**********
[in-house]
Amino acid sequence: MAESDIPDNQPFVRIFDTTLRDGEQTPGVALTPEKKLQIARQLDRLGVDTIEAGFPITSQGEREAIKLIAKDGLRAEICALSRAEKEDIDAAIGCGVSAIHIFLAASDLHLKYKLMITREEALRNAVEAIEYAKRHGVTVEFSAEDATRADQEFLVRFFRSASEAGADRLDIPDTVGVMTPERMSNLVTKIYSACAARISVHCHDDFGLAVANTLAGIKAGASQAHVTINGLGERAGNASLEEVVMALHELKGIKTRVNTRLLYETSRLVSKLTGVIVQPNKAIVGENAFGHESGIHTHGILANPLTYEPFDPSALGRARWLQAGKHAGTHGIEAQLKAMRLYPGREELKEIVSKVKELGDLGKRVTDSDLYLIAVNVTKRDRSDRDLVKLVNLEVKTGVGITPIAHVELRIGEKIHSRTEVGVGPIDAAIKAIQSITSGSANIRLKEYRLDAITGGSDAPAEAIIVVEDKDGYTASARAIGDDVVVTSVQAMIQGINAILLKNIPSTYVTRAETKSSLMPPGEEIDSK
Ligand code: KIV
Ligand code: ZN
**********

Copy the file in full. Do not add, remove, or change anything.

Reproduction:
[in-house]
Amino acid sequence: MAESDIPDNQPFVRIFDTTLRDGEQTPGVALTPEKKLQIARQLDRLGVDTIEAGFPITSQGEREAIKLIAKDGLRAEICALSRAEKEDIDAAIGCGVSAIHIFLAASDLHLKYKLMITREEALRNAVEAIEYAKRHGVTVEFSAEDATRADQEFLVRFFRSASEAGADRLDIPDTVGVMTPERMSNLVTKIYSACAARISVHCHDDFGLAVANTLAGIKAGASQAHVTINGLGERAGNASLEEVVMALHELKGIKTRVNTRLLYETSRLVSKLTGVIVQPNKAIVGENAFGHESGIHTHGILANPLTYEPFDPSALGRARWLQAGKHAGTHGIEAQLKAMRLYPGREELKEIVSKVKELGDLGKRVTDSDLYLIAVNVTKRDRSDRDLVKLVNLEVKTGVGITPIAHVELRIGEKIHSRTEVGVGPIDAAIKAIQSITSGSANIRLKEYRLDAITGGSDAPAEAIIVVEDKDGYTASARAIGDDVVVTSVQAMIQGINAILLKNIPSTYVTRAETKSSLMPPGEEIDSK
Ligand code: KIV
Ligand code: ZN